Artur Sammler, a seventy-six-year-old Polish Jew of British education and temperament living in New York. Sammler survived the Nazi mass murder of European Jews during World War II, crawling out of a mass grave and leaving the machine-gunned body of his dead wife behind. A tall, slender, and slightly stooped intellectual, Sammler observes the world with brutal clarity through one eye, the other having been crushed by a rifle butt during the war. Something of a voyeur, Sammler is fascinated by and yet highly critical of contemporary life and its barbarous, nihilistic, tragicomic, and sexually maladjusted ways. His encounters with a black pickpocket, a neurotic daughter, a dying friend, a strikingly sexual young woman, and a highly intelligent though fundamentally aimless young man become occasions for extraordinarily intense, private reflections on life on the planet.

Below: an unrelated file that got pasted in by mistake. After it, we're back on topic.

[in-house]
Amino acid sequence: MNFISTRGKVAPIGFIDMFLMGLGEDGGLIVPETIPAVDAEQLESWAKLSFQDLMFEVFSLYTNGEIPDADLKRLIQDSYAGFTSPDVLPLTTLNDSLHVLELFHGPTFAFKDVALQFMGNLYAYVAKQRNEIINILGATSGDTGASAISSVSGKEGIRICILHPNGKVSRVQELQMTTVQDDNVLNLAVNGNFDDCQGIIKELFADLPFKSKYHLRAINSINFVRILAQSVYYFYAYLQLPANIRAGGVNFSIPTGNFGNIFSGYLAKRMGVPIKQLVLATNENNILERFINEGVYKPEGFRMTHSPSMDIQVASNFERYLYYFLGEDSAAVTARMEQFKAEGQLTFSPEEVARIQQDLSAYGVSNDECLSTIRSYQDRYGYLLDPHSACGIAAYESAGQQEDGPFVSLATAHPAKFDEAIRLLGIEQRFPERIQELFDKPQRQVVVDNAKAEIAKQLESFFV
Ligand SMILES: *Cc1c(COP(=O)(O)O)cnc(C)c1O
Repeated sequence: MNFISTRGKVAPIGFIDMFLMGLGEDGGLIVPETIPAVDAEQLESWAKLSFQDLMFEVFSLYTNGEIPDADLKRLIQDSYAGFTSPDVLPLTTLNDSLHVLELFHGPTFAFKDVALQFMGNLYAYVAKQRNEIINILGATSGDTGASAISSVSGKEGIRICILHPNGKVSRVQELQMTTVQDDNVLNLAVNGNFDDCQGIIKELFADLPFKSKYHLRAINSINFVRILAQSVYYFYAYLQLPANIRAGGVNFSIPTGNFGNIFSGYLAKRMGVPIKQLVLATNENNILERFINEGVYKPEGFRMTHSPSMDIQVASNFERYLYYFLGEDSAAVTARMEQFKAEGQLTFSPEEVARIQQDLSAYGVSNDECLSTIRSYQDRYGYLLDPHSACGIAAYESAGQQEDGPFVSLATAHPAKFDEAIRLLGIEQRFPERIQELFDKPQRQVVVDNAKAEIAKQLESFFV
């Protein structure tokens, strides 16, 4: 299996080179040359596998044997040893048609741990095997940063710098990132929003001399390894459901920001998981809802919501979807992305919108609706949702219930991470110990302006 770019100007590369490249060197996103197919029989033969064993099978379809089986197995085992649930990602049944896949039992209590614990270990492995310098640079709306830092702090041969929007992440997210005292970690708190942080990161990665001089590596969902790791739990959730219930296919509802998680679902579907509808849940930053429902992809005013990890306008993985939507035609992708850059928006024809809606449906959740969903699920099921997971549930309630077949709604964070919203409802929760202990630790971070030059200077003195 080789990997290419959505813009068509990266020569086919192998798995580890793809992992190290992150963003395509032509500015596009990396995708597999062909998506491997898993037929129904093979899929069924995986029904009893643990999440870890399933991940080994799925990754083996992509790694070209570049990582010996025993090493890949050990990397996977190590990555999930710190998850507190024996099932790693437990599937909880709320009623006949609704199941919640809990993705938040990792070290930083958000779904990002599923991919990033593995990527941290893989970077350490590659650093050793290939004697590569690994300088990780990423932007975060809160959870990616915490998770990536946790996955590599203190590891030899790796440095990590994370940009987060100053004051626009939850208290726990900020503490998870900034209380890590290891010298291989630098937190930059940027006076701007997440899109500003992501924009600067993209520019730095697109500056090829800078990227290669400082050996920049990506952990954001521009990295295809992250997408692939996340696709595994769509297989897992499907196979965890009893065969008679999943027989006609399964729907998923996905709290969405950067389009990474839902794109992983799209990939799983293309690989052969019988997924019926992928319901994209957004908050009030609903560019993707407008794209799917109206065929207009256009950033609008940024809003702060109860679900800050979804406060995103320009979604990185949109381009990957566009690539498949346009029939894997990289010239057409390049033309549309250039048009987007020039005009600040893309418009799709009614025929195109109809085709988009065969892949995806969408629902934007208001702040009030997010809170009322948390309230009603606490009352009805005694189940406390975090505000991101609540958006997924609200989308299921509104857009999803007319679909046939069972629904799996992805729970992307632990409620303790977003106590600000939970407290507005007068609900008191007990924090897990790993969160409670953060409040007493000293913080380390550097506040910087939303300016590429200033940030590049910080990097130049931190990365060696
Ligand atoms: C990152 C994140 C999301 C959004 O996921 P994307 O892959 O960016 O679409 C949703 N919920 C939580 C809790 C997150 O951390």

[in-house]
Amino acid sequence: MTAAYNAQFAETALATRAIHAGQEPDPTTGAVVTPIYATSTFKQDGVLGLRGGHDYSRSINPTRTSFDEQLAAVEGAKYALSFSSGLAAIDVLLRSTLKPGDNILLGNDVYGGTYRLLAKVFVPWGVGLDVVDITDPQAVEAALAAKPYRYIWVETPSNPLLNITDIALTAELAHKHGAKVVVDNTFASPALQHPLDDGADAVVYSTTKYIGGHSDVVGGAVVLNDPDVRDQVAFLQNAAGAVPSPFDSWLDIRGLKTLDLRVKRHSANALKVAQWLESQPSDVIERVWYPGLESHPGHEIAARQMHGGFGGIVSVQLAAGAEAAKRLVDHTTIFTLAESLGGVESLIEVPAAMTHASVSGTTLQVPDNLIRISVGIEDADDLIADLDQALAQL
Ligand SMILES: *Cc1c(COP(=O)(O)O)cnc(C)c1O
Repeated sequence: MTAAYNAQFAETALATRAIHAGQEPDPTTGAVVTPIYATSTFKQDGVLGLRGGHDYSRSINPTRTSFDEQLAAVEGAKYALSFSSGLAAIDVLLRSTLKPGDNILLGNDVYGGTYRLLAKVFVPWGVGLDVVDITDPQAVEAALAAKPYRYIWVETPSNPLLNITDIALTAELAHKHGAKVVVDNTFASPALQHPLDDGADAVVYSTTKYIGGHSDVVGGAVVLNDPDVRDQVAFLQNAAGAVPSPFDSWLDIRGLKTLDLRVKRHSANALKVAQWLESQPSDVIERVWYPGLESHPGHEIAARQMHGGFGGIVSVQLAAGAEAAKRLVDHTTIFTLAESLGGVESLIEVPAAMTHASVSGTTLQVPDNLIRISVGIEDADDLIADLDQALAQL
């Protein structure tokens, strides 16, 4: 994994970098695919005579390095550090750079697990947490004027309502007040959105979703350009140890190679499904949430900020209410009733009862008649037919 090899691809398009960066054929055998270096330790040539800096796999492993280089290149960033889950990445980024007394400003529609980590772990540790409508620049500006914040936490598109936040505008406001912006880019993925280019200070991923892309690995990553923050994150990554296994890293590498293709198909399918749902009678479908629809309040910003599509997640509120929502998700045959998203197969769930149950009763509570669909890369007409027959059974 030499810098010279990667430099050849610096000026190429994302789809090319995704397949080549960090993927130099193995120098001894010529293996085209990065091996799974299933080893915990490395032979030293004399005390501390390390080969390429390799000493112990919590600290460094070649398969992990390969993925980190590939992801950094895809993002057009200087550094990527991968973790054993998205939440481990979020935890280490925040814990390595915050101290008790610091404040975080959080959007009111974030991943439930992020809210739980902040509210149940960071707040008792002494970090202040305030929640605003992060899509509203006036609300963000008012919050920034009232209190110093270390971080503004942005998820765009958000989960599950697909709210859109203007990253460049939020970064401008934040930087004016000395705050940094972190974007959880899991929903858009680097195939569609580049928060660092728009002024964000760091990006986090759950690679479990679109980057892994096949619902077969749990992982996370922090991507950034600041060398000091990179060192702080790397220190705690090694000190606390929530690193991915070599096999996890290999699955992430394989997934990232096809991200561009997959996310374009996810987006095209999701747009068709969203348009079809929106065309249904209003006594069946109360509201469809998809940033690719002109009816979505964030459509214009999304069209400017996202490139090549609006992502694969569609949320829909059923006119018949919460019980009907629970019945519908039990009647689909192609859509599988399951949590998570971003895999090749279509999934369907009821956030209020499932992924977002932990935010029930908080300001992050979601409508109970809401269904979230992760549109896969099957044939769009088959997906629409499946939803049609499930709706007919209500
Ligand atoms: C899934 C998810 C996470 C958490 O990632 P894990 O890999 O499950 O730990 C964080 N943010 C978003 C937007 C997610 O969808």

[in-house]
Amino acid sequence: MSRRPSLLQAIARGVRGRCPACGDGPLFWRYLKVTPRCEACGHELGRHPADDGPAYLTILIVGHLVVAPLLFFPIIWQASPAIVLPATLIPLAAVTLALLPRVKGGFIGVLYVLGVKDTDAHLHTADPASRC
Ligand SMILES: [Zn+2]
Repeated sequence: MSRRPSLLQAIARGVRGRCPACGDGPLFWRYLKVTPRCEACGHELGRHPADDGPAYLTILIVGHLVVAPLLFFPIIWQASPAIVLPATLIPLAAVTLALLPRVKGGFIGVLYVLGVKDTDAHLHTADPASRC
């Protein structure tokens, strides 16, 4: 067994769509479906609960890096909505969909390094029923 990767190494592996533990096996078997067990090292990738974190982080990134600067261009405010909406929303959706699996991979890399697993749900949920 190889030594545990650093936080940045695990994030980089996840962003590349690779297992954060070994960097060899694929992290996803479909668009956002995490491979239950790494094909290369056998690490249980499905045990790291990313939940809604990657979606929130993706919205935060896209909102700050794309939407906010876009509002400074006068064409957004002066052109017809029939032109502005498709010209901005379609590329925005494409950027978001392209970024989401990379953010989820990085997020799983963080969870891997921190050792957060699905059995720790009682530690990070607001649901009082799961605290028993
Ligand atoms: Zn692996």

The black pickpocket
The black pickpocket, a powerful, brutish, handsome, and elegantly dressed thief who works the Broadway bus between Columbus Circle and Seventy-second Street. Simultaneously fascinated and repelled, Sammler returns again and again to see the pickpocket at his work. Eventually, the pickpocket corners Sammler in the lobby of Sammler’s apartment building and exposes himself as a warning.
Angela Gruner, a voluptuous, sexually adventurous, provocatively clad young woman who tells Sammler all of her secrets. Deeply disturbing to both Sammler and her father, Elya, Angela provokes in these men intense reactions of anger and disgust in response to her powerful sexuality.
Shula Sammler, the daughter of Artur Sammler, reared in a Polish convent during the war and bearing the emotional scars of wartime experience. Eccentric, unkempt, and unpredictable, Shula is obsessed with trying to get her father to complete a memoir of H. G. Wells, whom Sammler knew in London before the war. As a part of this effort, she steals the manuscript of Dr. V. Govinda Lal so that her...
(The entire section is 853 words.)